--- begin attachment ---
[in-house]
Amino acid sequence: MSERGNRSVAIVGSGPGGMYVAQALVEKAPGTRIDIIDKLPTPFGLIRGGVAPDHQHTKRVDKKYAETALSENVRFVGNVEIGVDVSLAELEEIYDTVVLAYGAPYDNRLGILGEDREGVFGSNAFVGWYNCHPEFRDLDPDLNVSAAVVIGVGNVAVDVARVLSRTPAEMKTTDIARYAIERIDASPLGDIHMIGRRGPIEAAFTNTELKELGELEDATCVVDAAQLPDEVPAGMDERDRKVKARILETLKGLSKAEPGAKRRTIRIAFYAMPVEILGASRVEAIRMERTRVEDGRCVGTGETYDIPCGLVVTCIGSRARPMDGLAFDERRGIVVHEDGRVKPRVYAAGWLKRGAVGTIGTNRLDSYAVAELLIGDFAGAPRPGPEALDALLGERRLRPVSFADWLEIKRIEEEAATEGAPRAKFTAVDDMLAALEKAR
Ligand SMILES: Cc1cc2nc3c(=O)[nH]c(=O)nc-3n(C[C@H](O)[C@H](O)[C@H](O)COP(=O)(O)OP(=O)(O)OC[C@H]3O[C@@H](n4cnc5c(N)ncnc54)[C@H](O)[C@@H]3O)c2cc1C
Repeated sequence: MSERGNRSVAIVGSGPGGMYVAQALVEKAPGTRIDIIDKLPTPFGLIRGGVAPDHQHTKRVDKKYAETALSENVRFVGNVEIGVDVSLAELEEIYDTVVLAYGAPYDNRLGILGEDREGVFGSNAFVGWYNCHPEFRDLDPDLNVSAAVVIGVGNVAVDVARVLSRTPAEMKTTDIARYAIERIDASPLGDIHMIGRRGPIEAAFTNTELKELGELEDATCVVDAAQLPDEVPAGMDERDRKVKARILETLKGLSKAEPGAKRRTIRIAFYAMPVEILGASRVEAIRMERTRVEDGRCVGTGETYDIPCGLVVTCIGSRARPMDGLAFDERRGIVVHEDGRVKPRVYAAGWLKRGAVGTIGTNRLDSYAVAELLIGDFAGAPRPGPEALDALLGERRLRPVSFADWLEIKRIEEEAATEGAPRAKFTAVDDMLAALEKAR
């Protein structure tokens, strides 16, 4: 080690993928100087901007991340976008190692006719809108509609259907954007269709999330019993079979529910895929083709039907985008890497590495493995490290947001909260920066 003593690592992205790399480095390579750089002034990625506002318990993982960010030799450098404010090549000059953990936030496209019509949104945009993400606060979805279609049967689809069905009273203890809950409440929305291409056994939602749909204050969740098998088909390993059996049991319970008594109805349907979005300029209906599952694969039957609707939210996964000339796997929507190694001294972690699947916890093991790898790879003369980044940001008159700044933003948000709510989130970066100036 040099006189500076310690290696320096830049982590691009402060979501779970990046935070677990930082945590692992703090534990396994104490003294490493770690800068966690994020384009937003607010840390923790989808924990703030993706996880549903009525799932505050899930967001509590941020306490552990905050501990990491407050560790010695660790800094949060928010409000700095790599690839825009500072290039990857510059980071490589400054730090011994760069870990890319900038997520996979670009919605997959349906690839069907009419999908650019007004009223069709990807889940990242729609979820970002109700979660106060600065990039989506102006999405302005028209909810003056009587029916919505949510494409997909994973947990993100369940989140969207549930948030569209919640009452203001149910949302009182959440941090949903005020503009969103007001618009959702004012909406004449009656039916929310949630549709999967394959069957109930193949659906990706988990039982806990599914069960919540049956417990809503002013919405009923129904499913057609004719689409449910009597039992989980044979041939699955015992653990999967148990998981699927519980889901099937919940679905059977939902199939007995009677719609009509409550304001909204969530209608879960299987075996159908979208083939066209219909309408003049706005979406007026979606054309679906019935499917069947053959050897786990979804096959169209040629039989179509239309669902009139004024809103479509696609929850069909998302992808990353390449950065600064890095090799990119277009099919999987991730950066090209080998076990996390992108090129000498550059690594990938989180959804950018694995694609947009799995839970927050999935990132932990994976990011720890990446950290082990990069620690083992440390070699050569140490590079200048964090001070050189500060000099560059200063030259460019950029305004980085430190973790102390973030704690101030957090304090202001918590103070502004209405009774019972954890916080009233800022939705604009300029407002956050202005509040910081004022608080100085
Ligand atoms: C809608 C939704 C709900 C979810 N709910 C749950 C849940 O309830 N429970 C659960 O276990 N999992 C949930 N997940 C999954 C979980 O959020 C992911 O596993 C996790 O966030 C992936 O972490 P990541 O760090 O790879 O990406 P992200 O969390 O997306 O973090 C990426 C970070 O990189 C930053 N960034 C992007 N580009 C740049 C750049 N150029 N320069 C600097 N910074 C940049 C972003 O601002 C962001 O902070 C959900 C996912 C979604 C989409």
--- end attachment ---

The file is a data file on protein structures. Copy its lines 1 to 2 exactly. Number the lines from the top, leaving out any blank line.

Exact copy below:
[in-house]
Amino acid sequence: MSERGNRSVAIVGSGPGGMYVAQALVEKAPGTRIDIIDKLPTPFGLIRGGVAPDHQHTKRVDKKYAETALSENVRFVGNVEIGVDVSLAELEEIYDTVVLAYGAPYDNRLGILGEDREGVFGSNAFVGWYNCHPEFRDLDPDLNVSAAVVIGVGNVAVDVARVLSRTPAEMKTTDIARYAIERIDASPLGDIHMIGRRGPIEAAFTNTELKELGELEDATCVVDAAQLPDEVPAGMDERDRKVKARILETLKGLSKAEPGAKRRTIRIAFYAMPVEILGASRVEAIRMERTRVEDGRCVGTGETYDIPCGLVVTCIGSRARPMDGLAFDERRGIVVHEDGRVKPRVYAAGWLKRGAVGTIGTNRLDSYAVAELLIGDFAGAPRPGPEALDALLGERRLRPVSFADWLEIKRIEEEAATEGAPRAKFTAVDDMLAALEKAR